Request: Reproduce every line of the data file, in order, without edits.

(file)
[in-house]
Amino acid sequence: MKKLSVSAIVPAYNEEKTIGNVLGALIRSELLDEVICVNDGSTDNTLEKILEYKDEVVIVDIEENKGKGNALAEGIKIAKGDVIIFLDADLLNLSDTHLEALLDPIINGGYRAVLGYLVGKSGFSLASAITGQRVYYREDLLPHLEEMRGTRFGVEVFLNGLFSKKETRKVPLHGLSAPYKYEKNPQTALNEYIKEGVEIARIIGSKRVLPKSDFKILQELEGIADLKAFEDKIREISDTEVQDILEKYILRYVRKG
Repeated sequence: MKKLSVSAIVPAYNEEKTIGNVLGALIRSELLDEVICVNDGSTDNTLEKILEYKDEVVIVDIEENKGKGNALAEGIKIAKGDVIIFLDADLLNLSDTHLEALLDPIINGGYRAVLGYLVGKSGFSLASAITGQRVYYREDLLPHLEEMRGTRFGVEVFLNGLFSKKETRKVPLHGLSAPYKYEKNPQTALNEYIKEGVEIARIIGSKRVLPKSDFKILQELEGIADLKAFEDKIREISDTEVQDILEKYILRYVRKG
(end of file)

[in-house]
Amino acid sequence: MKKLSVSAIVPAYNEEKTIGNVLGALIRSELLDEVICVNDGSTDNTLEKILEYKDEVVIVDIEENKGKGNALAEGIKIAKGDVIIFLDADLLNLSDTHLEALLDPIINGGYRAVLGYLVGKSGFSLASAITGQRVYYREDLLPHLEEMRGTRFGVEVFLNGLFSKKETRKVPLHGLSAPYKYEKNPQTALNEYIKEGVEIARIIGSKRVLPKSDFKILQELEGIADLKAFEDKIREISDTEVQDILEKYILRYVRKG
Repeated sequence: MKKLSVSAIVPAYNEEKTIGNVLGALIRSELLDEVICVNDGSTDNTLEKILEYKDEVVIVDIEENKGKGNALAEGIKIAKGDVIIFLDADLLNLSDTHLEALLDPIINGGYRAVLGYLVGKSGFSLASAITGQRVYYREDLLPHLEEMRGTRFGVEVFLNGLFSKKETRKVPLHGLSAPYKYEKNPQTALNEYIKEGVEIARIIGSKRVLPKSDFKILQELEGIADLKAFEDKIREISDTEVQDILEKYILRYVRKG